Success is having what you need, when you need it, and not wanting more. Sounds easy, yes? The first part is an issue of finances. The second part is an issue of finances and location. The third part, not wanting more, is a learned trait. We learn to want; we can also learn satisfaction. Being successful is a state of presence; however, feeling successful, living life well, is more complicated.
We can gain a feeling of success by setting goals and achieving or exceeding said goals. That feeling is short term and will drift away once the goal is compete and celebrated. To achieve long-term success, it is my believe, one needs to satisfy more basic needs in order to advance to personalized needs. Once all needs are satisfied, we become more self-aware and more satisfied. Although still being argued, Maslow’s Hierarchy of Needs define the process of motivation to advance. Since its inception in 1943, the hierarchy of needs has been modified with additional stages and used as a tool for business unit management and psychotherapy. In its simplest form, the hierarchy of needs list what is needed to achieve personal success for the long term.
The first stage of the pyramid relates the most basic of needs as those related to survival. The absence of these basic needs, breathing, eating, sleeping, protection from the elements prevents us from advancing up the pyramid. It is evident that these needs must be met before moving to the next state. Severely impoverished souls have little to no focus on personal safety. Eating from a dumpster is not generally viewed as healthy; however, when starvation is a reality, food quality is not considered. Homeless sleep where they can find protection from the elements although sleeping in a public park or street could be a safety hazard. We cannot expect homeless or severely impoverished souls to “pick themselves up” and advance because in the absence of food, water, and shelter, the primary need is survival. Personal safety is secondary. Note: there are arguments here that state some souls are quite happy living in a “shack” and eating grains or a few vegetables. Depending on our social status, we have different views as to what basic defies. The term basic needs here speaks of the most basic of needs rather than the quality of those needs.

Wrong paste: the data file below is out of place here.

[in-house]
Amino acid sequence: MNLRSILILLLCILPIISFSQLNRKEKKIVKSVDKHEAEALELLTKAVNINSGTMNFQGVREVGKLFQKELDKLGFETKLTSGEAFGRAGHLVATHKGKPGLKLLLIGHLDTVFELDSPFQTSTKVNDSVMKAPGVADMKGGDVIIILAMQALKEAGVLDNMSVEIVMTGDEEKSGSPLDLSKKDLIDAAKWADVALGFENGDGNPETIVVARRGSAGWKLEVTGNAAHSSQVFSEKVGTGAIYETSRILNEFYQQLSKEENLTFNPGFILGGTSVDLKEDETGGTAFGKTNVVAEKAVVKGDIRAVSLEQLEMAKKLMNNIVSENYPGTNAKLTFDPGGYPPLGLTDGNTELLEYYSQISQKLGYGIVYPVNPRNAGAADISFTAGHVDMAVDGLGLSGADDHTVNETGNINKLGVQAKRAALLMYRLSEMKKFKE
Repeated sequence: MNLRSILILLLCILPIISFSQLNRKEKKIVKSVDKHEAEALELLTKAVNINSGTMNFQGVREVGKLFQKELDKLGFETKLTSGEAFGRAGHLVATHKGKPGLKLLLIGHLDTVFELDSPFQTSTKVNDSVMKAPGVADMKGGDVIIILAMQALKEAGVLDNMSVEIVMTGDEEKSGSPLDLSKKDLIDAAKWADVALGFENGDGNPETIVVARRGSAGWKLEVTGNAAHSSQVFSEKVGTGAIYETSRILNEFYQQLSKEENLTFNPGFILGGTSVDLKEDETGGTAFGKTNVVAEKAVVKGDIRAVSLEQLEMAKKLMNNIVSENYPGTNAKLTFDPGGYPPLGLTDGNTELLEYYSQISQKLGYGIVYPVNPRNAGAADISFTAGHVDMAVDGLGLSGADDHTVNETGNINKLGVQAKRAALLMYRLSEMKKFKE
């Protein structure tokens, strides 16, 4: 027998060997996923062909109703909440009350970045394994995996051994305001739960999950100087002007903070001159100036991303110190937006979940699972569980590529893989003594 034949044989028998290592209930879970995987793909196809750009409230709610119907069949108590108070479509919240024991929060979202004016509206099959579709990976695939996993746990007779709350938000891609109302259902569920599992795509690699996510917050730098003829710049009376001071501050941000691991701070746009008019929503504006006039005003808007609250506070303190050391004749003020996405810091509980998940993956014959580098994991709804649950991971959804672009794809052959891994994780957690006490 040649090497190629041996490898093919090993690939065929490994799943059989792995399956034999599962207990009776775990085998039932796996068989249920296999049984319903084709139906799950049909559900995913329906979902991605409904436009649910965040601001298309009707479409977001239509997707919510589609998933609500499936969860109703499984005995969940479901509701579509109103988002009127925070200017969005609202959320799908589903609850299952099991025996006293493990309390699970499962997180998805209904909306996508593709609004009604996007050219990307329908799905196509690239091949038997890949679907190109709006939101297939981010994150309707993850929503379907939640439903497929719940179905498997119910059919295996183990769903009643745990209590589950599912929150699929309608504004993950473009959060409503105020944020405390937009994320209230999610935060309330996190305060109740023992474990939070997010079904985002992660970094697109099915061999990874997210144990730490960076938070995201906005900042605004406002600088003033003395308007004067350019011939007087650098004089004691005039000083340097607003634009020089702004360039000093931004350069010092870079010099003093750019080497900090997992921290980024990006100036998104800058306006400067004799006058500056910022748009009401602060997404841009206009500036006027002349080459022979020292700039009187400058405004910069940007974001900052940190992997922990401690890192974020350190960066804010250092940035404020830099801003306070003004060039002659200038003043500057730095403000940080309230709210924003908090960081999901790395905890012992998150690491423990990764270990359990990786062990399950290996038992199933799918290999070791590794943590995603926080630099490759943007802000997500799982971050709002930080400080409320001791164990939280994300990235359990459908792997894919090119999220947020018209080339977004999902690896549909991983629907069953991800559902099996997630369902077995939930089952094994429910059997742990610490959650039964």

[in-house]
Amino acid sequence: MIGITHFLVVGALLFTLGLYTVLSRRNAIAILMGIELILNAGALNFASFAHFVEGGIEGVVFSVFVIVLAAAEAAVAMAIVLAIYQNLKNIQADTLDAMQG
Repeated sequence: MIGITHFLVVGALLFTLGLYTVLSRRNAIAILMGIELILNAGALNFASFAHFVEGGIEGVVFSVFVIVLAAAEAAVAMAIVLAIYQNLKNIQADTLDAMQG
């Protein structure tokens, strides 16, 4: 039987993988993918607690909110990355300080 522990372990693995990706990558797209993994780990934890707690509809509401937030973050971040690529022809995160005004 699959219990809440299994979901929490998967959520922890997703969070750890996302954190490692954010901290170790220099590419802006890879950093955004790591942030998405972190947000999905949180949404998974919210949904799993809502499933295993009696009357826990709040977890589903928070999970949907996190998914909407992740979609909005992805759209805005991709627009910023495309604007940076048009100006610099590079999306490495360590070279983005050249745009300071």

Once the basic needs are met, we advance toward the need to be safe and to protect the source of our basic needs and avoid injury. Protecting ourselves and our resources is an advancement on the basic needs. This stage is where we are more likely to see a way out of poverty, where we will consider entering the job force. Financial security is included in this state on a basic level. We do not consider success at this level, this is where we are more concerned about paychecks then doing a good job or advancing in a career. Most people at this level do not consider themselves successful.
Success seems to come after the stages of social and self needs have been addressed if not satisfied. Once we connect with others and we learn to love ourselves, we advance toward looking outward into world and how we fit into it. Self-actualization is where we truly becomes individuals. We experiment with creative expressions and development of personal skills. We advance on our careers and our reputation as an individual. At this point in personal development, we care less what others are thinking and take more interest in how we, as individuals, think. This is the point of satisfaction that reaches out to others to help and advice. It is my belief that we reach to the “living life well,” when we are secure enough in our own identity that we are able to reach out to help those that are still struggling. It is fully possible to donate time or resources to a charity before reaching the self-actualization stage; however the personal rewards from doing so are not the same as when one reaches out from the heart/spirit.
More about the Maslow’s Hierarchy of Needs: